Filmmakers more savvy in tapping music to serve film

The beat may be going on, but in the world of indie film in the past five years, it has definitely been coming from a different drummer.

Music supervisor Gemma Dempsey (“Shallow Grave,” “Leaving Las Vegas”) says that these days, “directors, especially indie directors, are much more savvy about music. They do their research on the ‘Net, they come into the studio with soundtrack ideas that are extremely creative.”

It’s Dempsey’s feeling that much of the change was facilitated by the rise in rave culture and the electronica underground.

The financial drawbacks of an indie production means these films don’t have the big budgets for a hit MTV track, but neither do they have the restrictions that kind of music requires. “If you can’t afford the big names,” says Dempsey, “you end up making far more interesting choices and often times those choices are a better fit for the movie.”

Chic to chic

“The days of the big-budget soundtrack are gone,” says Thrive Records owner Ricardo Vinas. “The market is abysmal and soundtracks aren’t selling like they used to. Indie directors looking for a compelling soundtrack have to find a partner in the music business to help them carry the burden.”

Vinas, who has just such a relationship with Lions Gate and Newmarket, believes this is more than just sharing the cross-marketing risks/rewards, but really about finding someone who has music relationships.

For example, when Chris Nolan did “Memento,” he wanted a Radiohead track for the film — a tune that would normally exceed the entire music budget. But Vinas went that extra step. “I know Radiohead’s manager, so I showed him the film,” he says. “He thought it was cool and creative and the kind of thing Radiohead should be involved with, so we got the song for cheap.” The presence of that song helped the soundtrack do exceptionally well.

In certain cases, big-name acts like Paul Oakenfold are shipping copies of new tracks to Hollywood music supervisors long before their own labels are hearing them. But with some directors crossing over from musicvideos and other media, they’ve also got their own soundtrack ideas. Early versions of the script for Sofia Coppola’s “Lost in Translation” had artists and songs written into the script and the vast majority of her choices sit far outside mainstream radio.

Writer-director-actor Zach Braff took things even further with his “Garden State.”

Not only did he write the movie with a soundtrack in mind, but he also included songs by several unknown and unsigned artists right alongside the recognizable names, and then used the whole thing as a sales tool.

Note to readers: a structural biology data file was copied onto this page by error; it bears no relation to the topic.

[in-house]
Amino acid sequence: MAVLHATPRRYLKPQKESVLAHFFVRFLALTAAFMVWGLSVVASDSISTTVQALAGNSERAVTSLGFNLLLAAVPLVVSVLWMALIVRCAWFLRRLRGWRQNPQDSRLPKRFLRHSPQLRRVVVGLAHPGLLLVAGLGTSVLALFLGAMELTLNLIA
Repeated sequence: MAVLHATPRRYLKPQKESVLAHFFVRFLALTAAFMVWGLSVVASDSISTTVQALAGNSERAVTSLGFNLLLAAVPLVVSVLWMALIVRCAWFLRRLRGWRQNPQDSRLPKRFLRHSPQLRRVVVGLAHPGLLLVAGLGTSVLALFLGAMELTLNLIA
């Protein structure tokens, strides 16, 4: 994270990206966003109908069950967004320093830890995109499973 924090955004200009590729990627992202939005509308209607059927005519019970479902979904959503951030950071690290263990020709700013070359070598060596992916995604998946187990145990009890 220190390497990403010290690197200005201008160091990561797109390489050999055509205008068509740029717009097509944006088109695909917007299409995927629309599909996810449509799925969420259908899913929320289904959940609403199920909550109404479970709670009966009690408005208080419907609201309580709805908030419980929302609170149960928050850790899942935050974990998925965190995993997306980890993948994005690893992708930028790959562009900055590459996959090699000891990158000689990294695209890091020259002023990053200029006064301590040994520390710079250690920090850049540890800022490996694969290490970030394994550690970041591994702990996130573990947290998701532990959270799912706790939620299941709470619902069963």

“When I was try to sell the movie,” says Braff, “I gave producers a copy of the mix and asked them to listen to it while reading. I just thought it was the best way to convey the tone I wanted.”

His tactic worked, but when it came time to try to secure the rights to the songs by big acts, the initial music quotes they received were astronomical. “Let’s just say you could buy a small house for what some of the songs cost,” says Braff.

So he wrote individual letters to all the bands and included clips of the scenes he wanted their songs for and all the bands agreed to help him out.

“It was great, it was artists helping out artists,” Braff says.

This level of artistic exchange is changing the traditional relationships between music supervisors, composers, directors and screenwriters.

Brian Reitzell, who worked as a music producer for both of Coppola’s films and Roman Coppola’s debut, “CQ,” says, “I like to score a film long before it’s shot.”

To this end he filled three CDs with music, to which Sofia Coppola listened to long before her “Lost in Translation” script was finished.

Sound and vision

Composer Jon Brion, who worked with Paul Thomas Anderson on “Magnolia” and “Punch-Drunk Love,” and with Michel Gondry on “Eternal Sunshine of the Spotless Mind” — two directors known for the complete integration of their soundtracks — says success for those directors was helped along by their physiological understanding of the effects of music.

“They understand how music can tell the story. That music shouldn’t be something tacked on at the end. Usually, producers allocate about 1% of the budget for soundtrack. Ask a first-year film student how much difference music makes in the emotional impact of a film — it’s certainly more than 1%.”

But, as “Pi” and “Requiem for a Dream” composer Clint Mansell says, “When you’re talking about people like Sofia Coppola and Paul Thomas Anderson, you’re talking about the cream of the crop.

“It’s no surprise that the best work is being done by the most talented people. The last thing I want as a composer is to be the smartest person in the room.”

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